How does this relate to plug-ins and pedals?

Reverb plug-ins and effects pedals are efficient ways of recreating a "space". When we are making music within a virtual studio environment (or DAW), we don't have natural reverb within the computer. A plug-in reverb will provide you with a way of putting your source sound into the required "space".

When playing an instrument live, musicians will add a reverb by using an effects pedal, rack effect or by using the settings on some amplifiers and mixing desks. These methods will add a specific space to a live sound. Imagine, for example, adding the reverb of a large stadium to your voice or instrument, while performing in a tiny cellar bar. The cellar bar won't give you the right reverb for your huge stadium sound naturally. The effect does that for you.

What do the knobs and settings on a reverb effect do?

No matter which effect, plug-in or DSP unit you use, the knobs and effects provide various ways for you to adjust the size, shape and even construction of a room. Grab your effects pedal, or open up your favourite DAW and look at the reverb settings. Whether you use the standard Ableton reverb plug-in, garage band, logic, or Fruityloops, you will find similar basic settings. You will find the same familiar settings on a hardware reverb effect pedal.

Of course, the best way of learning is to experiment with the settings in your studio or room. Open your DAW, load a sample and add your chosen reverb. For the best effect, try to use a sample that has very little reverb on it. This is what is known as a 'dry' sample. The more reverb is applied to a sample, the 'wetter' it gets.

Basic reverb settings to play with:

Reverb Size:

This one should now make total sense. By adjusting this, you change the size of the room you are recreating. This really only effects the "Tail" of the reverb. In Ableton, the size setting does colour the sound in various ways, so it is not a faithful recreation of a room getting bigger. To add realism, you will use "size" in conjunction with "Pre-Delay" in Ableton.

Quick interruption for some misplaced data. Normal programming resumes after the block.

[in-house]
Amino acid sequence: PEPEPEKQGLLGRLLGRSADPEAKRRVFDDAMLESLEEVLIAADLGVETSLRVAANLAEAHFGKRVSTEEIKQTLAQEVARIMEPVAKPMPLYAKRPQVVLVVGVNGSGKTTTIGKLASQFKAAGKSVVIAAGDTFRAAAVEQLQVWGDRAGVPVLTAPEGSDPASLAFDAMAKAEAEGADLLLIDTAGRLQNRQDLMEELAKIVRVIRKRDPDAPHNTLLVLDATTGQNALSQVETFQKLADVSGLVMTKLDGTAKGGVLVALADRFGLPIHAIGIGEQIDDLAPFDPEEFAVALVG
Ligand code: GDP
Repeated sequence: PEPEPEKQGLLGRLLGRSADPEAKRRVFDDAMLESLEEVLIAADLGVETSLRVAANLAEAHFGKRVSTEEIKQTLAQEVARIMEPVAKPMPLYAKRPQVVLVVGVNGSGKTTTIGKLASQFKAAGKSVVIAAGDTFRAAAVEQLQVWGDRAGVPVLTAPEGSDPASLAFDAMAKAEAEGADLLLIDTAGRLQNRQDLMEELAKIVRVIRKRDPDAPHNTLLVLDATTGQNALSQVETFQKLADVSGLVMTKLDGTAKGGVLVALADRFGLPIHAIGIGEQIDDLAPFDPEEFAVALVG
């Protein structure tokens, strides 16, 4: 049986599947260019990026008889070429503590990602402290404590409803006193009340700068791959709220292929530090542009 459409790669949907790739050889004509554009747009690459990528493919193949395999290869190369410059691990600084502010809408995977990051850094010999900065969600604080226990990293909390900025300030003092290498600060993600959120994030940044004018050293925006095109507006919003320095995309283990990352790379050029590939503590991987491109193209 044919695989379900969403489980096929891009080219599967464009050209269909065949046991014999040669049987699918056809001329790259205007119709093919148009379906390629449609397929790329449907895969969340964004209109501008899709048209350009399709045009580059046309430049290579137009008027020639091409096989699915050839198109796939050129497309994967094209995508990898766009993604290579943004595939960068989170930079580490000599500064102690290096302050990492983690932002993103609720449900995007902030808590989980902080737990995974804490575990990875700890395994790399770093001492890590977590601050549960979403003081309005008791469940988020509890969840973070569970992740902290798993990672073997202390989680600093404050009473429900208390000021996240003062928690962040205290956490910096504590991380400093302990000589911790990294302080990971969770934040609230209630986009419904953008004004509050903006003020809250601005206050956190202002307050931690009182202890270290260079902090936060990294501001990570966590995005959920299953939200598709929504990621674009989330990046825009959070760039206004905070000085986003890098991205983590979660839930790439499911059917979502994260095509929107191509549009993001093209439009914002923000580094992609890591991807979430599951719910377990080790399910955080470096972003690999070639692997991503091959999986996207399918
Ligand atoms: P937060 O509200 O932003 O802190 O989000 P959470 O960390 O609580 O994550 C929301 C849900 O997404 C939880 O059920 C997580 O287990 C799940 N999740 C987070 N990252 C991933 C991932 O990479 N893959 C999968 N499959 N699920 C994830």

Some pedals or plug-ins will not have size, by may have the name of a specific space. A Drum room will be smaller, and drier than a stadium, or hall reverb for example. 

Reverb Pre Delay:

When pre-delay is used in conjunction with the size setting, the ears and brain will tune into the space a lot more accurately. This setting will adjust the way the brain perceives the "bounce back" of the sound off of the virtual walls. Low pre-delay makes an intimate space, and high a more expansive one.

Reverb Decay:

This is the third basic setting that will change the perception of size. When you adjust the decay, it will control the length of time that it takes for the reverb tail to drop to inaudible.

All reverb effects will have a variation of the three settings mentioned above. Experiment with them to adjust the size of the virtual room and see how your source sound changes.

Types of reverb setting:

Room Reverb: Adding the reverb of a generic space or room.

Plate reverb: This setting mimics the effect of a physical plate reverb, which consists of a sheet of metal, two pickups, and a little speaker. Plate reverb effects were the earliest form of artificial effect. A popular choice for vocals due to their bright and punchy impact.